Out of Sight, by Adam Very. Almost two years after ''Brokeback Mountain'' raked in $178 million worldwide, no major studio has greenlit a single gay film. What is keeping movies in the closet -- and what should Hollywood be learning from TV?
The discussion of the gay-themed scripts that are in development but are stuck in "development hell" will make you ache to think of them languishing. And there's also a sidebar showcasing recent films that should have been all about the gay subtext (300, I Now Pronounce You Chuck & Larry, Blades of Glory, etc.) but seemed to protest, "We're NOT queer," at every turn.
A Lovely Outing, by Mark Harris (one of EW's The Final Cut columnists; Stephen King is another). Why J.K. Rowling's revelation is a rare positive sign at a particularly bad moment to be a gay consumer of pop culture.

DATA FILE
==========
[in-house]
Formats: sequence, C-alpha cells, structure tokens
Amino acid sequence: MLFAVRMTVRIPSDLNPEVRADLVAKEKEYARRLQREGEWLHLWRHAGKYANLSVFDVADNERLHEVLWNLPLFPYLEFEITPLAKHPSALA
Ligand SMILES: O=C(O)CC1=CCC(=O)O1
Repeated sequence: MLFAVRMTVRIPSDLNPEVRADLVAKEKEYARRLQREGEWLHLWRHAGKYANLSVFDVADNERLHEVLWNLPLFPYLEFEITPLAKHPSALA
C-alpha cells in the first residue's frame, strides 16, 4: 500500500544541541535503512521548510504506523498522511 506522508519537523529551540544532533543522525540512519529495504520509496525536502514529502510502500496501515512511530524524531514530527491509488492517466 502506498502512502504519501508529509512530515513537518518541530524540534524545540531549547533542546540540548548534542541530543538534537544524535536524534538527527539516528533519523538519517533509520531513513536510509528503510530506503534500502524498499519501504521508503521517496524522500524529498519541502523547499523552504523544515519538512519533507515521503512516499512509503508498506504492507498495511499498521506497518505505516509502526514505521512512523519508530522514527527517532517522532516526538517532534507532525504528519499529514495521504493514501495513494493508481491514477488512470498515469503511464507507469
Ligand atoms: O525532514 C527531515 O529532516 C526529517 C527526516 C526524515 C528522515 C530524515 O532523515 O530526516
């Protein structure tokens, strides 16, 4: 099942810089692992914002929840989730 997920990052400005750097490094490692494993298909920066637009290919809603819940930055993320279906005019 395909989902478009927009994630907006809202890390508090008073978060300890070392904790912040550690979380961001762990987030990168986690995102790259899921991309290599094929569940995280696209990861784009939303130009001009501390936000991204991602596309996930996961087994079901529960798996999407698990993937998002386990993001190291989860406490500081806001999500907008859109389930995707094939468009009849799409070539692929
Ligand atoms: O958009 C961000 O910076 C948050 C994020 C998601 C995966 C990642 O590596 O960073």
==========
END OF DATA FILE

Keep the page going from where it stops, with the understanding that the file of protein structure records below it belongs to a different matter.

After all the "this is shocking, this is one step too much" mainstream articles we've seen on Dumbledore's outing, this is so uplifting I could cry. "It's often said that if every gay person in the world were to turn purple overnight, homophobia would disappear: In other words, fewer people would be inclined to vilify other human beings if they woke up one day and discovered that they'd been aiming stones at their college roommate, their aunt, their grocer, or their grandson. Statistics bear this out: People who have a gay family member or friend have more enlightened attitudes about homosexuality than those who don't. What Rowling has done, brilliantly, is to turn Dumbledore purple. She didn't reveal his sexuality in order to unlock a new way of reading the books, or as a provocation. She simply told the world that a main character in the best-loved books of the last 10 years is homosexual, and asked her audience to contend with it -- and with the fact that it shouldn't matter." And what's more, Harris subtly outs himself in this article. Go you, Mr. Harris.